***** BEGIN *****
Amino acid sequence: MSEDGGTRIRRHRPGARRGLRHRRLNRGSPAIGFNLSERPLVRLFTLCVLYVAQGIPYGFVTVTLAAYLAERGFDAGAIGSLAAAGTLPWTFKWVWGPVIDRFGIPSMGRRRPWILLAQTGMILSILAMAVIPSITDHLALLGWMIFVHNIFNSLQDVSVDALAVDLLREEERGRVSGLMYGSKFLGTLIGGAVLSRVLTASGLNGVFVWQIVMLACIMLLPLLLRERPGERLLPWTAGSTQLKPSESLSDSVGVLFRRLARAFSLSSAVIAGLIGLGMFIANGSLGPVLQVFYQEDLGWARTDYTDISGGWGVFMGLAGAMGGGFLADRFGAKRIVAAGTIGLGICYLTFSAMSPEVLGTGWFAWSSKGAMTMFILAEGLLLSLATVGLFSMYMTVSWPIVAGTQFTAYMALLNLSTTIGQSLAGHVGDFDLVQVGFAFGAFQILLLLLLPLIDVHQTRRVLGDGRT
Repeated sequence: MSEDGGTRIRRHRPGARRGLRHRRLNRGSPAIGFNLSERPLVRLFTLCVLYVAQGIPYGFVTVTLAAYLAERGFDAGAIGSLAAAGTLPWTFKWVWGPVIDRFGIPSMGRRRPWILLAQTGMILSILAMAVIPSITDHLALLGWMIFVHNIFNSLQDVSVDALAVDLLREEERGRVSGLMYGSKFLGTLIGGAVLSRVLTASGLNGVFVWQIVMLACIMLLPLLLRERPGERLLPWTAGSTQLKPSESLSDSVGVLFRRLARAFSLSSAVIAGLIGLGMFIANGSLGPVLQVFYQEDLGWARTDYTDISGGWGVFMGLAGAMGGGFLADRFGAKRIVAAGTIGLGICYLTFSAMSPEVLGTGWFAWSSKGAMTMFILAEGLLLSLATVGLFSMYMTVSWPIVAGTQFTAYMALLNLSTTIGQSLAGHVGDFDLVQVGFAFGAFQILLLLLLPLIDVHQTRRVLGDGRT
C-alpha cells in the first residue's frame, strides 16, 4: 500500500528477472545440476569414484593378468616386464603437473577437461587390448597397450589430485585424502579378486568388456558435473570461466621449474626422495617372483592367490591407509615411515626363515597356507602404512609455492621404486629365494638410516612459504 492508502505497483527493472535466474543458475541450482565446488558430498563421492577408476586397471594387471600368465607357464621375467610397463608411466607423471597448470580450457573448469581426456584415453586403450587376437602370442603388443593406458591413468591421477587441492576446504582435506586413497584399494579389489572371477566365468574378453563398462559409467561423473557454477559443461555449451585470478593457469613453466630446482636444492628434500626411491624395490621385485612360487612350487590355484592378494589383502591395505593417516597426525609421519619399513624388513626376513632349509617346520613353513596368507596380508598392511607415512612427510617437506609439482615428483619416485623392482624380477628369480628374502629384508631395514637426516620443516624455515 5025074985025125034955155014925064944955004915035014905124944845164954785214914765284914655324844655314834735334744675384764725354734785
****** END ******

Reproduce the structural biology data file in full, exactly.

Amino acid sequence: MSEDGGTRIRRHRPGARRGLRHRRLNRGSPAIGFNLSERPLVRLFTLCVLYVAQGIPYGFVTVTLAAYLAERGFDAGAIGSLAAAGTLPWTFKWVWGPVIDRFGIPSMGRRRPWILLAQTGMILSILAMAVIPSITDHLALLGWMIFVHNIFNSLQDVSVDALAVDLLREEERGRVSGLMYGSKFLGTLIGGAVLSRVLTASGLNGVFVWQIVMLACIMLLPLLLRERPGERLLPWTAGSTQLKPSESLSDSVGVLFRRLARAFSLSSAVIAGLIGLGMFIANGSLGPVLQVFYQEDLGWARTDYTDISGGWGVFMGLAGAMGGGFLADRFGAKRIVAAGTIGLGICYLTFSAMSPEVLGTGWFAWSSKGAMTMFILAEGLLLSLATVGLFSMYMTVSWPIVAGTQFTAYMALLNLSTTIGQSLAGHVGDFDLVQVGFAFGAFQILLLLLLPLIDVHQTRRVLGDGRT
Repeated sequence: MSEDGGTRIRRHRPGARRGLRHRRLNRGSPAIGFNLSERPLVRLFTLCVLYVAQGIPYGFVTVTLAAYLAERGFDAGAIGSLAAAGTLPWTFKWVWGPVIDRFGIPSMGRRRPWILLAQTGMILSILAMAVIPSITDHLALLGWMIFVHNIFNSLQDVSVDALAVDLLREEERGRVSGLMYGSKFLGTLIGGAVLSRVLTASGLNGVFVWQIVMLACIMLLPLLLRERPGERLLPWTAGSTQLKPSESLSDSVGVLFRRLARAFSLSSAVIAGLIGLGMFIANGSLGPVLQVFYQEDLGWARTDYTDISGGWGVFMGLAGAMGGGFLADRFGAKRIVAAGTIGLGICYLTFSAMSPEVLGTGWFAWSSKGAMTMFILAEGLLLSLATVGLFSMYMTVSWPIVAGTQFTAYMALLNLSTTIGQSLAGHVGDFDLVQVGFAFGAFQILLLLLLPLIDVHQTRRVLGDGRT
C-alpha cells in the first residue's frame, strides 16, 4: 500500500528477472545440476569414484593378468616386464603437473577437461587390448597397450589430485585424502579378486568388456558435473570461466621449474626422495617372483592367490591407509615411515626363515597356507602404512609455492621404486629365494638410516612459504 492508502505497483527493472535466474543458475541450482565446488558430498563421492577408476586397471594387471600368465607357464621375467610397463608411466607423471597448470580450457573448469581426456584415453586403450587376437602370442603388443593406458591413468591421477587441492576446504582435506586413497584399494579389489572371477566365468574378453563398462559409467561423473557454477559443461555449451585470478593457469613453466630446482636444492628434500626411491624395490621385485612360487612350487590355484592378494589383502591395505593417516597426525609421519619399513624388513626376513632349509617346520613353513596368507596380508598392511607415512612427510617437506609439482615428483619416485623392482624380477628369480628374502629384508631395514637426516620443516624455515 5025074985025125034955155014925064944955004915035014905124944845164954785214914765284914655324844655314834735334744675384764725354734785